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German, Canadian Journalists Gunned Down By Afghan Policeman


German photographer Anja Niedringhaus, seen here in a 2008 photo, had covered conflict all over the globe in assignments that resulted in serious injuries on a number of occasions.
An attack on two Western female journalists has left one of them dead and the other critically wounded in eastern Afghanistan, one day ahead of presidential and legislative elections that Taliban militants have vowed to disrupt.

Award-winning German news photographer Anja Niedringhaus was shot dead and her Canadian colleague Kathy Gannon was seriously wounded by an Afghan police officer.

The two journalists, working for AP, were in Khost Province, in a remote small town on Afghanistan's border with Pakistan when the incident took place early on April 4.

Mubarez Zadran, a spokesman for the Khost governor, said the suspected attacker, a junior commander in the Afghan National Police (ANP), was apprehended at the scene.

"The officer that attacked the journalist has been arrested and he is currently under investigation," the spokesman said. "He was identified as Naqibullah, a young man from the Afghan police. We are trying to learn the possible motives behind the attack, but we cannot disclose much information now. Once the investigation is completed, we will share more details with the media."

Zadran said Gannon's life was out of danger.

"According to the information that I have just got from the hospital [to which Gannon was admitted], fortunately, I can tell you that her operation was successful and she is out of risk and concern."

Witnesses said the two journalists were traveling in a convoy delivering election ballots. The convoy was guarded by the Afghan Army and police.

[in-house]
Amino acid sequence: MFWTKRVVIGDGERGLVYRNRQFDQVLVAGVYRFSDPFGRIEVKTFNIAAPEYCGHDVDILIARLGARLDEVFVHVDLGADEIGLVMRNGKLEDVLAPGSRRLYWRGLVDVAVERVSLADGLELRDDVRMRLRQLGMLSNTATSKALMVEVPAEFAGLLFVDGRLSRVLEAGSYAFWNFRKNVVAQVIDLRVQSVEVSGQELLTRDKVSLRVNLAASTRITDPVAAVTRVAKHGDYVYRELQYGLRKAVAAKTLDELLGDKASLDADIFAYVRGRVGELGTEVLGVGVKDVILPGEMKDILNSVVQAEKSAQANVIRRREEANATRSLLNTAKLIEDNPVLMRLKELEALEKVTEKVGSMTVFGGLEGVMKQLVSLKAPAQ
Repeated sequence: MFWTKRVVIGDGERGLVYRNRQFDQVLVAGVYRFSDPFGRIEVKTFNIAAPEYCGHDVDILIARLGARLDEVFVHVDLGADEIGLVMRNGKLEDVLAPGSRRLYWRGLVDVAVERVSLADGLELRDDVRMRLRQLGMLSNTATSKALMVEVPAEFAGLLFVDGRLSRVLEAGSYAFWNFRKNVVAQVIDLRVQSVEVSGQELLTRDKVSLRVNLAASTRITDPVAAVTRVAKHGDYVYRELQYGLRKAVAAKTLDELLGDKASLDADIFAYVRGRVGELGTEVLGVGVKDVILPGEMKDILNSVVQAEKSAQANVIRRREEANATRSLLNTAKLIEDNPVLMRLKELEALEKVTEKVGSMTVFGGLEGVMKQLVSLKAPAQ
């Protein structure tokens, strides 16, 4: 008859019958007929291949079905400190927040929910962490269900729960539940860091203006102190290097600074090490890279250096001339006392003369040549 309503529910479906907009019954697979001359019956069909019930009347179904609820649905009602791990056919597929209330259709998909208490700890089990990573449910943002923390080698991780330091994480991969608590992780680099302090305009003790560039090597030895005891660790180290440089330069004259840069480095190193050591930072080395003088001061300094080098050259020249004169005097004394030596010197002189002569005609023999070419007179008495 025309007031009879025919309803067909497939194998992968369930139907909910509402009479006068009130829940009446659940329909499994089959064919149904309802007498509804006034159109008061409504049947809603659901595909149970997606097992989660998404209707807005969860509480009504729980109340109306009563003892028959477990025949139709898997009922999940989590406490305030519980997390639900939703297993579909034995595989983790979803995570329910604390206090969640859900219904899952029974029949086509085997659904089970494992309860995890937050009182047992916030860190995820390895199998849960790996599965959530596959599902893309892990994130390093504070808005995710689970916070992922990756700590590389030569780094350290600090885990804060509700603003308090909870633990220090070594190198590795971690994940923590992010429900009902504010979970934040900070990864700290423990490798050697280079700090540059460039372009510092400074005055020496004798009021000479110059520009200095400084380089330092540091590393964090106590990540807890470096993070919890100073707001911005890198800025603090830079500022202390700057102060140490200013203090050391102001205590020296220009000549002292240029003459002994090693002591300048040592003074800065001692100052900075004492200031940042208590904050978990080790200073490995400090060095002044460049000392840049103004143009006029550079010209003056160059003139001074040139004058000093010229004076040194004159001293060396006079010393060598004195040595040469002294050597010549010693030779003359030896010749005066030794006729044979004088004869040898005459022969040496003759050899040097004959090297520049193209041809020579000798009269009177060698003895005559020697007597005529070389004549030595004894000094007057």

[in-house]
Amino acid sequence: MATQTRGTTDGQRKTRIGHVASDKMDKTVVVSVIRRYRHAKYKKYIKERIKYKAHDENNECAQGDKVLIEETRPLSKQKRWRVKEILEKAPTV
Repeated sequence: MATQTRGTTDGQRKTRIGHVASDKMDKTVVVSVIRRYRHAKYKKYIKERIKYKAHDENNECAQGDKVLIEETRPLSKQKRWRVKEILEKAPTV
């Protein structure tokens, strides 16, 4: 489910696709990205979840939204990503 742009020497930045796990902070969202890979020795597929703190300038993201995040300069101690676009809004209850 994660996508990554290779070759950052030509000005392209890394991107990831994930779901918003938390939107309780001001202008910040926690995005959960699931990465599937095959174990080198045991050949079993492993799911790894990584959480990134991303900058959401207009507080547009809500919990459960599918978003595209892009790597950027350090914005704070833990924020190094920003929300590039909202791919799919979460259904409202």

When the convoy reportedly halted and the two journalists were sitting in their vehicle, the attacker approached them and opened fire, before surrendering to the police.

Niedringhaus, 48, was part of a team of 11 AP photographers that won the 2005 Pulitzer Prize for Breaking News Photography for coverage of the Iraq War.

She had been injured in other high-risk assignments -- including being hit by a sniper's bullet on her first day in Sarajevo and getting blown out of a car in Albania, according to a biography on thelocal.de.

Gannon, 60, had been covering war and unrest in Afghanistan and Pakistan as well as events in Iran for three decades.

Speaking from New York, AP Executive Editor Kathleen Carroll confirmed the attack, adding, "We are heartbroken at the loss."

Other journalists have been attacked in recent weeks as Afghanistan prepares to conduct presidential elections on April 5.

French news agency AFP's senior Afghan reporter Sardar Ahmad, his wife, and two of his three children were killed on March 20 when gunmen attacked a Kabul hotel.

Swedish journalist Nils Horner was shot dead in Kabul on March 11.

Last month, a prominent Afghan journalist and eight other people were killed by Taliban gunmen in Kabul.
With reporting by dpa and Reuters
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